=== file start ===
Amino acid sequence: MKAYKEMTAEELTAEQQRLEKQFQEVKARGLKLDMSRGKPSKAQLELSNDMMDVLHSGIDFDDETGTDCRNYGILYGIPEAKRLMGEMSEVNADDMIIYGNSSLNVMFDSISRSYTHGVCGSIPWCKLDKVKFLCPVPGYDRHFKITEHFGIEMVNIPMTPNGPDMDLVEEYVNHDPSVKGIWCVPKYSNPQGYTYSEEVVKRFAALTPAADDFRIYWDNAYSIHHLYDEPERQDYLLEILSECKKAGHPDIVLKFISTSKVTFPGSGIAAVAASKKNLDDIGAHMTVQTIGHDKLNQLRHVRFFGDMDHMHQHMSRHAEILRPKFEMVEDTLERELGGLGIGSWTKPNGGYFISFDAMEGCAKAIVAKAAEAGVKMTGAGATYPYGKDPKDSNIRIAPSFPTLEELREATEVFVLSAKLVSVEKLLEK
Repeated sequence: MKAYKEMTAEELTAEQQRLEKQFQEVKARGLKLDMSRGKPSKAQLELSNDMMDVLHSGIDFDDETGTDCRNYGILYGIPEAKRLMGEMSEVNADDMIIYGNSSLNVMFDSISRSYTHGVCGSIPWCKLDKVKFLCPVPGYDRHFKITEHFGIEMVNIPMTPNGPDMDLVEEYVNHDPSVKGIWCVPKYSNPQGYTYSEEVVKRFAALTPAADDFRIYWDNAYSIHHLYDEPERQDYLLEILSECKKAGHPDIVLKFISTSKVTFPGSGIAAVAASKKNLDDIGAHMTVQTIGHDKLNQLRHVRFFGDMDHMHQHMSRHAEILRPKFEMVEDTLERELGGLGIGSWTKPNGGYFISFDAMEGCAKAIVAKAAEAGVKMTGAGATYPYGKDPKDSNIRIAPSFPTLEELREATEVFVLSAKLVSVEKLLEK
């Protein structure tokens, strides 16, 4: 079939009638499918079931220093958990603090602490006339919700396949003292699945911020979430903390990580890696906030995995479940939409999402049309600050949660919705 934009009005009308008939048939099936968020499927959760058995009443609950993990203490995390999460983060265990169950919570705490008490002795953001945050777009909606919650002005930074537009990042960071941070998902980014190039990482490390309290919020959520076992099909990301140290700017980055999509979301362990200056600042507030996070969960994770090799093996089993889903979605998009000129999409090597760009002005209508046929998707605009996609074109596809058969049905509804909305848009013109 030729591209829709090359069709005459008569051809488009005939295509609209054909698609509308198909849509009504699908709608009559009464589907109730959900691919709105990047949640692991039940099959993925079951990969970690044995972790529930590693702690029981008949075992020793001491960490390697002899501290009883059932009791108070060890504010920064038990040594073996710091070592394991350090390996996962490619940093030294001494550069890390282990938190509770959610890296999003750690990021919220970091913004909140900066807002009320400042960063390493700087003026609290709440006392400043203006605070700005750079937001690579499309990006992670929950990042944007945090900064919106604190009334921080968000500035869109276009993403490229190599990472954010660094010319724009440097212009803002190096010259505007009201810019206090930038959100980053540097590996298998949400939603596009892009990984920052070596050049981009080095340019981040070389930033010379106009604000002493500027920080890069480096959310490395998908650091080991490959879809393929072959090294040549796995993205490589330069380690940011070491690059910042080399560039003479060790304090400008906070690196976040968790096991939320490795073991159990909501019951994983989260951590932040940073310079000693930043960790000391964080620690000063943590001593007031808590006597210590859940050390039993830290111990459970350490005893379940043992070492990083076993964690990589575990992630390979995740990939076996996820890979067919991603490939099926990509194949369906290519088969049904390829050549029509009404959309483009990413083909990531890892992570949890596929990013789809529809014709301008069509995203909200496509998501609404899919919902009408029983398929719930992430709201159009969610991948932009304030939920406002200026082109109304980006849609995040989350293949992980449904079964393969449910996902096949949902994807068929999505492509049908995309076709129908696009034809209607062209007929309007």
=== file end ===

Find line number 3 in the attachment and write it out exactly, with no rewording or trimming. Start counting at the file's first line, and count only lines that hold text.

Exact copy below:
């Protein structure tokens, strides 16, 4: 079939009638499918079931220093958990603090602490006339919700396949003292699945911020979430903390990580890696906030995995479940939409999402049309600050949660919705 934009009005009308008939048939099936968020499927959760058995009443609950993990203490995390999460983060265990169950919570705490008490002795953001945050777009909606919650002005930074537009990042960071941070998902980014190039990482490390309290919020959520076992099909990301140290700017980055999509979301362990200056600042507030996070969960994770090799093996089993889903979605998009000129999409090597760009002005209508046929998707605009996609074109596809058969049905509804909305848009013109 030729591209829709090359069709005459008569051809488009005939295509609209054909698609509308198909849509009504699908709608009559009464589907109730959900691919709105990047949640692991039940099959993925079951990969970690044995972790529930590693702690029981008949075992020793001491960490390697002899501290009883059932009791108070060890504010920064038990040594073996710091070592394991350090390996996962490619940093030294001494550069890390282990938190509770959610890296999003750690990021919220970091913004909140900066807002009320400042960063390493700087003026609290709440006392400043203006605070700005750079937001690579499309990006992670929950990042944007945090900064919106604190009334921080968000500035869109276009993403490229190599990472954010660094010319724009440097212009803002190096010259505007009201810019206090930038959100980053540097590996298998949400939603596009892009990984920052070596050049981009080095340019981040070389930033010379106009604000002493500027920080890069480096959310490395998908650091080991490959879809393929072959090294040549796995993205490589330069380690940011070491690059910042080399560039003479060790304090400008906070690196976040968790096991939320490795073991159990909501019951994983989260951590932040940073310079000693930043960790000391964080620690000063943590001593007031808590006597210590859940050390039993830290111990459970350490005893379940043992070492990083076993964690990589575990992630390979995740990939076996996820890979067919991603490939099926990509194949369906290519088969049904390829050549029509009404959309483009990413083909990531890892992570949890596929990013789809529809014709301008069509995203909200496509998501609404899919919902009408029983398929719930992430709201159009969610991948932009304030939920406002200026082109109304980006849609995040989350293949992980449904079964393969449910996902096949949902994807068929999505492509049908995309076709129908696009034809209607062209007929309007």